Good Service on All Lines? Mental Health & Transport
Newcomers realise very quickly that travelling in London is unique; the crowds, the cost, the underground, and the oyster! But what if you have a mental health or invisible disability? For many, transport isn’t just a hassle but a major barrier; a barrier to social, cultural and working life.
It took me a year to realise that the Northern line isn’t a line at all… it’s a sort of loop! Now, the capital’s eccentricities are old news but getting to work can be a battle. Londoners have the longest average commute (75mins) and face unique stresses getting around. This type of daily stress can lead to poor mental health and illness. Transport also creates very significant barriers for people with mental health problems.
What if your disability makes it difficult for you to ask for a priority seat, or makes you worry about what people will think if you sit in it? I've stood up for pregnant women, knowing full well that I really needed to stay sitting.
Firstly, it’s vital to recognise that a mental health problem, even if a diagnosis is the same, has a different impact (or no impact) on someone’s ability to travel. One person may have panic attacks triggered by crowds, another may have a phobia of escalators, or anxiety caused by being underground.
So what can we do?
- When we’re supporting someone to find work, we look at travel; if distance or type of transport will have an impact on mental health
- Employment Advisors often accompany people to interviews - to find new places for the first time
People don't realise that the journey to work, or wherever, sometimes uses up most of the energy you have for the day (emotional and physical). So the easier the travel the more you will have left when you get there.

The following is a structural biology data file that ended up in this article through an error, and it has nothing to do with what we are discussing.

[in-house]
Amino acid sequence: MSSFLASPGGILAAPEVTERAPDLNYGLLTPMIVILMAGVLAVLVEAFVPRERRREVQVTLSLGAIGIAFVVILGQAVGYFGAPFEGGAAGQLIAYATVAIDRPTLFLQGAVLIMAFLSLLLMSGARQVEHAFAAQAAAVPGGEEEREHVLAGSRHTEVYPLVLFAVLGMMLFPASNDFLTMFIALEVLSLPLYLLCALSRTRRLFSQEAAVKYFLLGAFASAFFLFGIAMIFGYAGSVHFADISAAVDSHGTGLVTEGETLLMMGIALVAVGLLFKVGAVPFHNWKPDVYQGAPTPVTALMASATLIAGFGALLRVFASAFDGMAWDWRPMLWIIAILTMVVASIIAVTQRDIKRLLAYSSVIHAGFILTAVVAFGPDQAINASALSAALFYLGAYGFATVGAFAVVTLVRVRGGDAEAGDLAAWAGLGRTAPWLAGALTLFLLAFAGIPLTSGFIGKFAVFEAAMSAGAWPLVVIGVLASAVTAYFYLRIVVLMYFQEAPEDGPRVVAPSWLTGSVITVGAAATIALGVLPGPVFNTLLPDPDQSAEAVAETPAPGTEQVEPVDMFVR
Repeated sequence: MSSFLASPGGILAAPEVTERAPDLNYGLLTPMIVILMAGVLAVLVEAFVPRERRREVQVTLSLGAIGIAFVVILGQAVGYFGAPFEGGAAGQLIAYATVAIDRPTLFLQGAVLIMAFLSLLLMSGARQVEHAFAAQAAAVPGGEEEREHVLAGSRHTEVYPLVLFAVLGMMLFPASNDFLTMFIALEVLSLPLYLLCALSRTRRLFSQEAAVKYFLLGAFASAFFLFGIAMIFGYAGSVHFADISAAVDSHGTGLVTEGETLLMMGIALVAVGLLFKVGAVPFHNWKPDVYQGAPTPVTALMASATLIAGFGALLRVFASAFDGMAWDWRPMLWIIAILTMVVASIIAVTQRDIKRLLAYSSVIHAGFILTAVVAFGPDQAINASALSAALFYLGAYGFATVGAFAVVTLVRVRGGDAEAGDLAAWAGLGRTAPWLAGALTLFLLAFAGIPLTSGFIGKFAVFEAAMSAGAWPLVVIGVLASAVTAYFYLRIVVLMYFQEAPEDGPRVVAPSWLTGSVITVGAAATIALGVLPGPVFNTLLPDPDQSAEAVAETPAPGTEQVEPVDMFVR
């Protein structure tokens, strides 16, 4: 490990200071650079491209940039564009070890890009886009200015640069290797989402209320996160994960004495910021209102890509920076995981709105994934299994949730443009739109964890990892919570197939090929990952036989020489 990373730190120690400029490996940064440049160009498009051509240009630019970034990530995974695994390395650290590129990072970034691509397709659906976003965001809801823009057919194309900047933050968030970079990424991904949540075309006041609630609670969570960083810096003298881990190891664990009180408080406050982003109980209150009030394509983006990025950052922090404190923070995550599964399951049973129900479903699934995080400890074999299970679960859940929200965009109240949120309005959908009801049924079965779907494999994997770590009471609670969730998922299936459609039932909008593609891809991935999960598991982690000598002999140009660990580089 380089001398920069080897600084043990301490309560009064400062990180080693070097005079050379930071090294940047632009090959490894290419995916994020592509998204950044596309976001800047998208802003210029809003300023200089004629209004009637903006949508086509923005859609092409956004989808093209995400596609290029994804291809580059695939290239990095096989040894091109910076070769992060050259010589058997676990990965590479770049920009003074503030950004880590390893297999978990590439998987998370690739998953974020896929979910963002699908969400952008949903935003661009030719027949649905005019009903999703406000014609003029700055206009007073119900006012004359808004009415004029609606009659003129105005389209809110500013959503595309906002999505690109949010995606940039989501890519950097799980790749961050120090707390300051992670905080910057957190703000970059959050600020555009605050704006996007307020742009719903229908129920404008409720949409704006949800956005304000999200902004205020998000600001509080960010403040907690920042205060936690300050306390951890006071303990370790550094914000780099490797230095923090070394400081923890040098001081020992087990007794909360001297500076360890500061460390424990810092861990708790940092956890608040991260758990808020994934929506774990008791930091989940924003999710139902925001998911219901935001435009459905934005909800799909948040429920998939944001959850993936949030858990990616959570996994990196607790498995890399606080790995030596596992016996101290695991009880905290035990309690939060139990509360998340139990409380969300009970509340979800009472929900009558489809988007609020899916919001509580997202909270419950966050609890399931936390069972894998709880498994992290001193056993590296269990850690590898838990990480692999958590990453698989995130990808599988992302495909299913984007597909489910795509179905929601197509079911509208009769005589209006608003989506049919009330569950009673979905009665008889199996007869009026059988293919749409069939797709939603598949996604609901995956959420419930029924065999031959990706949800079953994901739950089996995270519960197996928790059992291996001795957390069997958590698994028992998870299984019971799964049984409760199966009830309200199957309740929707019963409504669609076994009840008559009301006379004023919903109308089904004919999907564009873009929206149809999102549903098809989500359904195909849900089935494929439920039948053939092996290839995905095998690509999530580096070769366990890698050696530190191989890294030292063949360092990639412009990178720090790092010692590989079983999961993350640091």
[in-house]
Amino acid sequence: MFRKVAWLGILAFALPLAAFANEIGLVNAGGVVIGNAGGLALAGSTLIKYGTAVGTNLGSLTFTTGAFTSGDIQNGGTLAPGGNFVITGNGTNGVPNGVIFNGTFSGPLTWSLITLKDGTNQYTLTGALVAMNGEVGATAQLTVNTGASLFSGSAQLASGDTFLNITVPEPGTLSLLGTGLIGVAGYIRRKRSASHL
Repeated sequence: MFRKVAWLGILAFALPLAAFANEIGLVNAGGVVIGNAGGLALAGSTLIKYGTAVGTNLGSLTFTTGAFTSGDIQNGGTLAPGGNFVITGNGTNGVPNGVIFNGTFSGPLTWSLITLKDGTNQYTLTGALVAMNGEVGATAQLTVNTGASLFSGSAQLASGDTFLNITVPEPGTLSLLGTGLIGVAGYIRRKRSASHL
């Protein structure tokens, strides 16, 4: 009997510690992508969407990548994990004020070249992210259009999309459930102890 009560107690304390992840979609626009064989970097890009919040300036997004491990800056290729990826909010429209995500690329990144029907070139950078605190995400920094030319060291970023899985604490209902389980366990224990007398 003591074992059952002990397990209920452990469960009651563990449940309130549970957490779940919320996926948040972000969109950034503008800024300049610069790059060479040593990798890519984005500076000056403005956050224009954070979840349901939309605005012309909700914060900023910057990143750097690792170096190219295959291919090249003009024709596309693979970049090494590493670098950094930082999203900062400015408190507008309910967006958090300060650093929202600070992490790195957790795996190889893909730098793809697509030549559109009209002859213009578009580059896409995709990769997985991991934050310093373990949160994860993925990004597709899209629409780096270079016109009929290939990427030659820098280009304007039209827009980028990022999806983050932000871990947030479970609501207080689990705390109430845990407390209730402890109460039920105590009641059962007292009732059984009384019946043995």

- Employers can help staff with flexible working hours to avoid peak times or allowing some working from home
- Mental Health First Aid training in workplaces so transport staff and colleagues can identify and help someone who is unwell
- Challenge stigma so people feel able to ask for help from transport staff and other passengers too
- Practical solutions such as genuinely quiet coaches and places to wait. More bathrooms, greater step-free access and priority seating may also help
- Research: asking people what they need
The Mental Health and Transport Summit in February tried to set out the issues and find solutions. The summit talked about mobility, equality laws and changing attitudes. If these discussions turn into actions, it could make a real difference to an issue that has often been ignored.
I used to have anxiety on the train, tube and bus. But I never use to talk about it so it is interesting to hear other people's stories and realise that I am not alone.
Shahina is Twining's Communications Coordinator, you can follow her on Twitter @Comms_Twining. All comments in quotations are from people with lived experience of mental health.